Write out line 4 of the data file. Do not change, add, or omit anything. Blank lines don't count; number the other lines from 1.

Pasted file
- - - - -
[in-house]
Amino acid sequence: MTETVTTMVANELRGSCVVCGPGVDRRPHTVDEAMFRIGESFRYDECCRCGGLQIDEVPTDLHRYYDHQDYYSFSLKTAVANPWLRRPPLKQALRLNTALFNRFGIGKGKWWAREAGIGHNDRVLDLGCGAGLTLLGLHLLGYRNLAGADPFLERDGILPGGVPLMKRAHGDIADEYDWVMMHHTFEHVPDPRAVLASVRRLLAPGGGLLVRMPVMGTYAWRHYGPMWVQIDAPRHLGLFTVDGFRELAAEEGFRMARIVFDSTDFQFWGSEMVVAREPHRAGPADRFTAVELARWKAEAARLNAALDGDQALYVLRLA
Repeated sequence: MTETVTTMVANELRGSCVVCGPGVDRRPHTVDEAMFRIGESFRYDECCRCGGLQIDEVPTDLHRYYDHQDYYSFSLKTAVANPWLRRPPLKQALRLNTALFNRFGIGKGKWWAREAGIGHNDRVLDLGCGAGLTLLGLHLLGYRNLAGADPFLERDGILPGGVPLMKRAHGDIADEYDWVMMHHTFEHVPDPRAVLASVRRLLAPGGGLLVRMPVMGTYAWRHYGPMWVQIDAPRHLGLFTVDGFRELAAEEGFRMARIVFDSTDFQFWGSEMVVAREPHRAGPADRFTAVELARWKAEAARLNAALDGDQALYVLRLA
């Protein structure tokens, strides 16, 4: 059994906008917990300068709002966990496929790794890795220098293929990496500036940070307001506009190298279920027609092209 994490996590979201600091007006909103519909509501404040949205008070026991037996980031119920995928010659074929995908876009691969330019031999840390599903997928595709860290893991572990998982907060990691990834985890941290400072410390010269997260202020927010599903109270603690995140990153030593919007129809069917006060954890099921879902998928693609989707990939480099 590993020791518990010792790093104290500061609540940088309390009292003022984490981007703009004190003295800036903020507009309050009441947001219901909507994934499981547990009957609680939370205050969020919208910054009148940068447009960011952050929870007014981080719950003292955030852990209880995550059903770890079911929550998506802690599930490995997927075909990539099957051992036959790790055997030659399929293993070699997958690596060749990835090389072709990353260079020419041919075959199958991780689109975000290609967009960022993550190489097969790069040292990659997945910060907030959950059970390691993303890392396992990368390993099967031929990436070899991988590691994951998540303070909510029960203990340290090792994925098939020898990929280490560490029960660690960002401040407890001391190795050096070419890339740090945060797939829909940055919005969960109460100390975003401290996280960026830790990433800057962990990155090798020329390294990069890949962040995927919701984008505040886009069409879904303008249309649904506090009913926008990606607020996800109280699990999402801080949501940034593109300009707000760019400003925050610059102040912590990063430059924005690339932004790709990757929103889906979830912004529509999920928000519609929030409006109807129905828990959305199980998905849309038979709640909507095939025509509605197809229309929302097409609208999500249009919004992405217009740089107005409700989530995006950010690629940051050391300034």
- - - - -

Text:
């Protein structure tokens, strides 16, 4: 059994906008917990300068709002966990496929790794890795220098293929990496500036940070307001506009190298279920027609092209 994490996590979201600091007006909103519909509501404040949205008070026991037996980031119920995928010659074929995908876009691969330019031999840390599903997928595709860290893991572990998982907060990691990834985890941290400072410390010269997260202020927010599903109270603690995140990153030593919007129809069917006060954890099921879902998928693609989707990939480099 590993020791518990010792790093104290500061609540940088309390009292003022984490981007703009004190003295800036903020507009309050009441947001219901909507994934499981547990009957609680939370205050969020919208910054009148940068447009960011952050929870007014981080719950003292955030852990209880995550059903770890079911929550998506802690599930490995997927075909990539099957051992036959790790055997030659399929293993070699997958690596060749990835090389072709990353260079020419041919075959199958991780689109975000290609967009960022993550190489097969790069040292990659997945910060907030959950059970390691993303890392396992990368390993099967031929990436070899991988590691994951998540303070909510029960203990340290090792994925098939020898990929280490560490029960660690960002401040407890001391190795050096070419890339740090945060797939829909940055919005969960109460100390975003401290996280960026830790990433800057962990990155090798020329390294990069890949962040995927919701984008505040886009069409879904303008249309649904506090009913926008990606607020996800109280699990999402801080949501940034593109300009707000760019400003925050610059102040912590990063430059924005690339932004790709990757929103889906979830912004529509999920928000519609929030409006109807129905828990959305199980998905849309038979709640909507095939025509509605197809229309929302097409609208999500249009919004992405217009740089107005409700989530995006950010690629940051050391300034």